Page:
Windows Live vs. Google Apps: Part 2 – Google Apps

In the first part of this article I reviewed some of the main features of Microsoft Windows Live.  I wrote that article using the Microsoft Word Web app on my Mac.  Now, I want to review some of the main features of Google Apps.  This time, I’ll use Google Docs on my PC.

Google Apps

Google Apps consists of many different online applications that make up a complete computing platform.  Gmail is the most widely known, but there are also Google Docs, Calendar, Sites, Reader, and many more applications.  There is in fact a Google Apps Marketplace where third-party vendors offer applications that are built on top of Google’s platform.  You might like to explore this link:  Below is a screenshot of the Marketplace.  It is like the iPhone App store, but for the Google cloud.

Google Marketplace

Google Docs

Google Docs allows you to create documents, spreadsheets, presentations, survey forms and drawings.  Writing a document using Google Docs is easy.  It has all the formatting tools you would expect.  It automatically saves your work.  Adding images, hyperlinks, tables, lists etc all work just as you’d expect.

Google uses their own file formats, but you can convert documents from Microsoft Office formats if you need to.  You can also share documents easily if you are collaborating with your team.

My concern with moving to Google Docs would be whether it would work for users all the time.  I did a little testing with some things I commonly use.  For example, I tried converting the Excel spreadsheet I use to submit invoices to Learning Tree to Google docs format.  It did work, but the formatting was a bit off.  I also opened the Learning Tree exercise manual template in Google Docs, and that did not work at all.  To be fair, it is a very complex template and I would have been shocked if worked.

As general purpose word processor and spreadsheet builder, Google Docs is great.  I would only worry that I’d end up buying Microsoft Office for everyone anyway.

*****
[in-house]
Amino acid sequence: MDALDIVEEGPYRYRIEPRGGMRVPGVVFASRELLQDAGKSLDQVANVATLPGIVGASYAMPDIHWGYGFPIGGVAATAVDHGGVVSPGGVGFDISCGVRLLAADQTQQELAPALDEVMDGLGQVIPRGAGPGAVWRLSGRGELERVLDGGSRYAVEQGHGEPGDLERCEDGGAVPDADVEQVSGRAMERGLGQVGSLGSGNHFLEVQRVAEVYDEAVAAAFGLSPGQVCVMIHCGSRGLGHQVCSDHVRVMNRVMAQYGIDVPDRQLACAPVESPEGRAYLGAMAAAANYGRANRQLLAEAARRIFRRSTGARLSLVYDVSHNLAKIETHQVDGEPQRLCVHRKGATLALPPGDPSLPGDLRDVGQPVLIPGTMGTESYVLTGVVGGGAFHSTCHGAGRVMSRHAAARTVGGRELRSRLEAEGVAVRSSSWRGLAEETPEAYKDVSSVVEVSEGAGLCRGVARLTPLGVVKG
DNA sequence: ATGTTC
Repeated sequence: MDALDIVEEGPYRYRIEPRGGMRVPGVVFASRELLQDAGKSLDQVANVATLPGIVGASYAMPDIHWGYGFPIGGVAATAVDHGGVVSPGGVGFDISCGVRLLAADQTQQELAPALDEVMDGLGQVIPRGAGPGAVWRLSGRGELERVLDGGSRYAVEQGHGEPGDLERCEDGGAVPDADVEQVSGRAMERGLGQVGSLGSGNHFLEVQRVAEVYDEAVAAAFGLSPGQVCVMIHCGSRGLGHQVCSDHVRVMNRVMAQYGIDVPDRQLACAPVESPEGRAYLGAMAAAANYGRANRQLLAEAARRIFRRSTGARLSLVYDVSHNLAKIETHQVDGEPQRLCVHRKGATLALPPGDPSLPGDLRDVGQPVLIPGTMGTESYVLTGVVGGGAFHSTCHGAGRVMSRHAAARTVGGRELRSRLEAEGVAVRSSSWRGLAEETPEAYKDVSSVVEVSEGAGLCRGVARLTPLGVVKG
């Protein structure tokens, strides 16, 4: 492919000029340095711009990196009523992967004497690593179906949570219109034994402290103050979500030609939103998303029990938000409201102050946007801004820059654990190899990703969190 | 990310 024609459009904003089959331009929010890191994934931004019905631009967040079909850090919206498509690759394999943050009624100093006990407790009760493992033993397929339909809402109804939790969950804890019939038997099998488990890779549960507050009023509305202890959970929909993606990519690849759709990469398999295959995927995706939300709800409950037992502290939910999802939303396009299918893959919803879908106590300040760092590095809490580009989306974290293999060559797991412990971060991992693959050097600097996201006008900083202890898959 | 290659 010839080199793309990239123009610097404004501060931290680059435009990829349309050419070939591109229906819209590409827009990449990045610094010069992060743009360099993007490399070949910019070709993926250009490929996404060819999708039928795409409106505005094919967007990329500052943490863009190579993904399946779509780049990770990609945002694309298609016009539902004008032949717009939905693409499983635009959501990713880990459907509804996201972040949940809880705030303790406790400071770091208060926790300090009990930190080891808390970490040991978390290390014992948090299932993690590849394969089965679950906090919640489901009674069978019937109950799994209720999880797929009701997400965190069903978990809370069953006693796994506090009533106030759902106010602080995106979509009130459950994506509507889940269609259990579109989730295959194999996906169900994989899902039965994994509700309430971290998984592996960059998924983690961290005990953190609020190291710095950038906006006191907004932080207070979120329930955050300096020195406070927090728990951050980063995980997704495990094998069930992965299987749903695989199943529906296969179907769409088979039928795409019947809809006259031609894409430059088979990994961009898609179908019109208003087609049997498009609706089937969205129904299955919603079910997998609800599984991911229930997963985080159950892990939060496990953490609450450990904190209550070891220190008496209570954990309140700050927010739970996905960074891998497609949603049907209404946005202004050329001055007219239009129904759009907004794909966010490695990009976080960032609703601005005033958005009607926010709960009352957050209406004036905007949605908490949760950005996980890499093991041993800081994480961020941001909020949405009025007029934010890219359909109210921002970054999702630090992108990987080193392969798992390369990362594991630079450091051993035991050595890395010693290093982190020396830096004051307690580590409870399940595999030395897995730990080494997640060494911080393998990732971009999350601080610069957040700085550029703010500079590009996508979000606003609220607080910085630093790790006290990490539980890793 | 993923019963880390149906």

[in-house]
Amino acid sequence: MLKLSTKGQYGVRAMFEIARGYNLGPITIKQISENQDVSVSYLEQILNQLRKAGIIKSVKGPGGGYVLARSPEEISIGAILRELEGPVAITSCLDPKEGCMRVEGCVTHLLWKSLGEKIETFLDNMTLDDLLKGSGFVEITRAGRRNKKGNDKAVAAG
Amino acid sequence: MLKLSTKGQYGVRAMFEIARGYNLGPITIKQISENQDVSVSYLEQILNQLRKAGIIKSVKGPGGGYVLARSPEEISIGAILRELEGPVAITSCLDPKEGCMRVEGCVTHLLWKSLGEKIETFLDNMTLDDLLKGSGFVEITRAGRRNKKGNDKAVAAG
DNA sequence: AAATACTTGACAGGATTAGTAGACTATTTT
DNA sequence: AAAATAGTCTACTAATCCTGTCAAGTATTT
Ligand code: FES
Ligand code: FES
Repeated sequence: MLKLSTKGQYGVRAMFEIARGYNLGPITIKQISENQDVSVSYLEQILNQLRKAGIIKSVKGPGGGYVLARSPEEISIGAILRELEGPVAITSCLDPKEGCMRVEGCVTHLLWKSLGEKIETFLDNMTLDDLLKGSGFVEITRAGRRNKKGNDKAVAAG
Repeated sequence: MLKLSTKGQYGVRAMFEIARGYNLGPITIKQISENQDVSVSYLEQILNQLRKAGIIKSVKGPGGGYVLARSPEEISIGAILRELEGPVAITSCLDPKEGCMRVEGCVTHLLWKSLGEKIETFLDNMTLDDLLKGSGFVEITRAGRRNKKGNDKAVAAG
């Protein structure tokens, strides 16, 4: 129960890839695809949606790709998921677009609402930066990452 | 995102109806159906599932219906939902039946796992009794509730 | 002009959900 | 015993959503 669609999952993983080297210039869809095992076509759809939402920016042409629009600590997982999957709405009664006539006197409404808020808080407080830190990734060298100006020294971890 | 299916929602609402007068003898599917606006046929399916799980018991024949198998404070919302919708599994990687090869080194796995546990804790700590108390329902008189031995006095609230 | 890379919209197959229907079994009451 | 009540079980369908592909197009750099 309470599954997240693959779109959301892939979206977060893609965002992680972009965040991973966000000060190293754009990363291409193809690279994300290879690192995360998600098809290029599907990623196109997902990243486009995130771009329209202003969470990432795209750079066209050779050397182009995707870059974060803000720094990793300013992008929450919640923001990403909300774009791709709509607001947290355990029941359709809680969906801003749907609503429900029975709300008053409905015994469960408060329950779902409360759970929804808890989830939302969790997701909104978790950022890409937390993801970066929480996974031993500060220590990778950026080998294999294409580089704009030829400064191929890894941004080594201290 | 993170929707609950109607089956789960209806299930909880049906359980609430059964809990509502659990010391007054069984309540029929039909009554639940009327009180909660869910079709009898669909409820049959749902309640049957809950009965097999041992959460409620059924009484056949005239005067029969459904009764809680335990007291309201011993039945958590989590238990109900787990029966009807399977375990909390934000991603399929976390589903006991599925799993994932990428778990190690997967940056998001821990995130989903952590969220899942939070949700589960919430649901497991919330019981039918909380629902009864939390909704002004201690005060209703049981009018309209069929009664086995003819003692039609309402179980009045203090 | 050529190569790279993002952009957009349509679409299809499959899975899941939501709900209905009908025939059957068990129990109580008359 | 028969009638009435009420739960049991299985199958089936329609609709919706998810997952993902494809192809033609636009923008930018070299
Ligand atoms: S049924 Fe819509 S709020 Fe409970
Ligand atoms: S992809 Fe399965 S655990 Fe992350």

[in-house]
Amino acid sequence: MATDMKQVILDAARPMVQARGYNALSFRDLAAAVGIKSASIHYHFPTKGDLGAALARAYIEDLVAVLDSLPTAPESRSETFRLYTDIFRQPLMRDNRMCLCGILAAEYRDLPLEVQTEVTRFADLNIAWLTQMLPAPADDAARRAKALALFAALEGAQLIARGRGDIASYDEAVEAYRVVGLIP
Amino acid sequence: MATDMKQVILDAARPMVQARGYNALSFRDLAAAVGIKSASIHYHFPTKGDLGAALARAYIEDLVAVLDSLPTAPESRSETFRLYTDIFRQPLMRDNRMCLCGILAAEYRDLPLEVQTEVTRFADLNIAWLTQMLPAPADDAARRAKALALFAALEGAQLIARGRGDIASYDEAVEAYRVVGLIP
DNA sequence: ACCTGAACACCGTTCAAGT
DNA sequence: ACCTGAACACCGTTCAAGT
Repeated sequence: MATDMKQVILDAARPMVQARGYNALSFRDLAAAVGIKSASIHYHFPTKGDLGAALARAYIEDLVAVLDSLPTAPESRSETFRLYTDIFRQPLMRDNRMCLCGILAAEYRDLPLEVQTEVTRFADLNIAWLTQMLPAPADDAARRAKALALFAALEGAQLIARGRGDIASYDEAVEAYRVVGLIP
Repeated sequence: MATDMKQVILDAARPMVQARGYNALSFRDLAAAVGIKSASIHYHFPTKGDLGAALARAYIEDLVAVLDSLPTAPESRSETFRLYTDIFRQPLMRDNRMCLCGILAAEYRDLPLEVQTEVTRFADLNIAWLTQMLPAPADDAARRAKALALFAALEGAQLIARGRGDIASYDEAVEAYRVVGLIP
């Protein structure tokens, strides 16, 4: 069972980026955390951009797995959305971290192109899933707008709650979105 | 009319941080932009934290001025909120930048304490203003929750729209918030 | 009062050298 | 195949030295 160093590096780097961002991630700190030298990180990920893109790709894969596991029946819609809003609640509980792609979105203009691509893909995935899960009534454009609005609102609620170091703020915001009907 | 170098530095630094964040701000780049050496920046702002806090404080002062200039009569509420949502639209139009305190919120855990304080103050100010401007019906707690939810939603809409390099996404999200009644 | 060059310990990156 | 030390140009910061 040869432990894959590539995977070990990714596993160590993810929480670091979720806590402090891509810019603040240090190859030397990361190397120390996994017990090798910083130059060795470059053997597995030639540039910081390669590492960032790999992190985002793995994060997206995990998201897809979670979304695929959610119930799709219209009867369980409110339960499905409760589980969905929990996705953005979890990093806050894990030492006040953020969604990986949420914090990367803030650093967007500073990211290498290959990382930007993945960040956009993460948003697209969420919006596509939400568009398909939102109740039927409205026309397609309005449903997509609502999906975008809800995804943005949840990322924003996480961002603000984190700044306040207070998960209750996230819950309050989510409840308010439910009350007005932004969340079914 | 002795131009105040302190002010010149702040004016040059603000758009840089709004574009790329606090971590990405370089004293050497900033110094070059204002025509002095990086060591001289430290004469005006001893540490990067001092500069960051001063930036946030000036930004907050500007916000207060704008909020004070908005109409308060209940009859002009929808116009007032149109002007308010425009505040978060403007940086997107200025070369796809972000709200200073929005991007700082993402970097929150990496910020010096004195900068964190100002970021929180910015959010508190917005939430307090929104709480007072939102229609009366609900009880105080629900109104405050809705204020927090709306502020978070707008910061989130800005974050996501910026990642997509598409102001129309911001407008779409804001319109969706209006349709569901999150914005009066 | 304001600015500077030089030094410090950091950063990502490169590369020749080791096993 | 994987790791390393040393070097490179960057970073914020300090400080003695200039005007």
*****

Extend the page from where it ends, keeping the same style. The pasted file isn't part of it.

For me the great thing about Gmail is how easy it is to integrate into your domain.  Why anyone would want to run a mail server is beyond me when Google and many others are willing to manage mail for next to nothing.

In addition, Google makes it simple to integrate your domain into all their applications.  Not only can you have email addresses like, you can map Google Docs to and Google Sites to and so on.

Google Sites

One of the big features of Microsoft SharePoint is the ability to create Web sites for projects, teams and collaboration.  Google Sites allows you to do the same.  There are built-in templates for making this easy.  You can control who has access to you sites.  It integrates into Google Docs and the other Google Apps.  Check it out at


In summary, I really like Google Apps and I also like Microsoft Windows Live.  Both are affordable, and make computing easier, more accessible and add great new features.  You should do your own analysis on which would work better for you and your organization.  The competition between the two will certainly benefit us all.

If you want to learn more about cloud computing, come to one of Learning Tree’s cloud computing courses.  We cover not only Google Apps and Windows Live, but also Amazon EC2, Google App Engine, Microsoft Windows Azure and more.

Doug Rehnstrom

As cloud computing continues to make information technology headlines, vendors are aggressively promoting the many benefits it can provide organizations.  Our White Paper, Cloud Computing Promises: Fact of Fiction, addresses the claims and questions that are often raised in relation to cloud computing and provides a clear view of what the cloud can—and can’t—deliver in reality.

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